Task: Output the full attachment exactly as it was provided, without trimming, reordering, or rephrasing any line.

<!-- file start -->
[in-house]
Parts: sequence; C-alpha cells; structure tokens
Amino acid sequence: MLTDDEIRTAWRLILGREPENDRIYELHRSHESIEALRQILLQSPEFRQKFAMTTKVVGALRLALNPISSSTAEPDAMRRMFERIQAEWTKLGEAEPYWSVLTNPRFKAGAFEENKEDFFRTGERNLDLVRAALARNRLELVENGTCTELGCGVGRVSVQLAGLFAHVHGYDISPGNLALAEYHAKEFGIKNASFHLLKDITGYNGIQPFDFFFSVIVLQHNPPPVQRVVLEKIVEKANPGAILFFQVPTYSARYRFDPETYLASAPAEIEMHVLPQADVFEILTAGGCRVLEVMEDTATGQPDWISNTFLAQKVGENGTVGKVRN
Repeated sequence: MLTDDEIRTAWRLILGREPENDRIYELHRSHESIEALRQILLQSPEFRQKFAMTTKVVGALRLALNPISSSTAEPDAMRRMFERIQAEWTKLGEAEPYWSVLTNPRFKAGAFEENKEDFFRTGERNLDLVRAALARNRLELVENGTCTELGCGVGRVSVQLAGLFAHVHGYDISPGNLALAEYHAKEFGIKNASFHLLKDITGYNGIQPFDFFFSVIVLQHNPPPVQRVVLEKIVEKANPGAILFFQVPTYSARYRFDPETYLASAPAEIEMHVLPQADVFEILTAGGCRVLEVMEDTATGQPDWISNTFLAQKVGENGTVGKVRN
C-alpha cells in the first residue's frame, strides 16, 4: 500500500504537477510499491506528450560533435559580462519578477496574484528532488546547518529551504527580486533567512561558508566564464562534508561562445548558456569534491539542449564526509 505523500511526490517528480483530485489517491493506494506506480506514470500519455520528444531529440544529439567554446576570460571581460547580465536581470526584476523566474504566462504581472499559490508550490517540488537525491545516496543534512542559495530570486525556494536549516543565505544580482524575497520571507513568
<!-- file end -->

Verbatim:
[in-house]
Parts: sequence; C-alpha cells; structure tokens
Amino acid sequence: MLTDDEIRTAWRLILGREPENDRIYELHRSHESIEALRQILLQSPEFRQKFAMTTKVVGALRLALNPISSSTAEPDAMRRMFERIQAEWTKLGEAEPYWSVLTNPRFKAGAFEENKEDFFRTGERNLDLVRAALARNRLELVENGTCTELGCGVGRVSVQLAGLFAHVHGYDISPGNLALAEYHAKEFGIKNASFHLLKDITGYNGIQPFDFFFSVIVLQHNPPPVQRVVLEKIVEKANPGAILFFQVPTYSARYRFDPETYLASAPAEIEMHVLPQADVFEILTAGGCRVLEVMEDTATGQPDWISNTFLAQKVGENGTVGKVRN
Repeated sequence: MLTDDEIRTAWRLILGREPENDRIYELHRSHESIEALRQILLQSPEFRQKFAMTTKVVGALRLALNPISSSTAEPDAMRRMFERIQAEWTKLGEAEPYWSVLTNPRFKAGAFEENKEDFFRTGERNLDLVRAALARNRLELVENGTCTELGCGVGRVSVQLAGLFAHVHGYDISPGNLALAEYHAKEFGIKNASFHLLKDITGYNGIQPFDFFFSVIVLQHNPPPVQRVVLEKIVEKANPGAILFFQVPTYSARYRFDPETYLASAPAEIEMHVLPQADVFEILTAGGCRVLEVMEDTATGQPDWISNTFLAQKVGENGTVGKVRN
C-alpha cells in the first residue's frame, strides 16, 4: 500500500504537477510499491506528450560533435559580462519578477496574484528532488546547518529551504527580486533567512561558508566564464562534508561562445548558456569534491539542449564526509 505523500511526490517528480483530485489517491493506494506506480506514470500519455520528444531529440544529439567554446576570460571581460547580465536581470526584476523566474504566462504581472499559490508550490517540488537525491545516496543534512542559495530570486525556494536549516543565505544580482524575497520571507513568